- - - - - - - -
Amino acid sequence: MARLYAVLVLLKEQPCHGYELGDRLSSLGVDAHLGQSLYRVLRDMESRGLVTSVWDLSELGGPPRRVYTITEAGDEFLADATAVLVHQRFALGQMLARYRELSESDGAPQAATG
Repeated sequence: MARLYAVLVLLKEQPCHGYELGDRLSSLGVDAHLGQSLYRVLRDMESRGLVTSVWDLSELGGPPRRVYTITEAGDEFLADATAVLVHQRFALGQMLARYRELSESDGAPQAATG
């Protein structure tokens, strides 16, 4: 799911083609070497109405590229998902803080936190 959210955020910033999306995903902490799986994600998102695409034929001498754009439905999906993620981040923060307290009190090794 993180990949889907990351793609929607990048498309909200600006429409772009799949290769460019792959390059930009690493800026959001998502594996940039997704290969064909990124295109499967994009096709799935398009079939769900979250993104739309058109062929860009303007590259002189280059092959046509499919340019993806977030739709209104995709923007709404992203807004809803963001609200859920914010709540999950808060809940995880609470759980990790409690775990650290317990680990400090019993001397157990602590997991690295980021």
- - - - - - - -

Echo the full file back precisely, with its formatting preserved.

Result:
Amino acid sequence: MARLYAVLVLLKEQPCHGYELGDRLSSLGVDAHLGQSLYRVLRDMESRGLVTSVWDLSELGGPPRRVYTITEAGDEFLADATAVLVHQRFALGQMLARYRELSESDGAPQAATG
Repeated sequence: MARLYAVLVLLKEQPCHGYELGDRLSSLGVDAHLGQSLYRVLRDMESRGLVTSVWDLSELGGPPRRVYTITEAGDEFLADATAVLVHQRFALGQMLARYRELSESDGAPQAATG
């Protein structure tokens, strides 16, 4: 799911083609070497109405590229998902803080936190 959210955020910033999306995903902490799986994600998102695409034929001498754009439905999906993620981040923060307290009190090794 993180990949889907990351793609929607990048498309909200600006429409772009799949290769460019792959390059930009690493800026959001998502594996940039997704290969064909990124295109499967994009096709799935398009079939769900979250993104739309058109062929860009303007590259002189280059092959046509499919340019993806977030739709209104995709923007709404992203807004809803963001609200859920914010709540999950808060809940995880609470759980990790409690775990650290317990680990400090019993001397157990602590997991690295980021």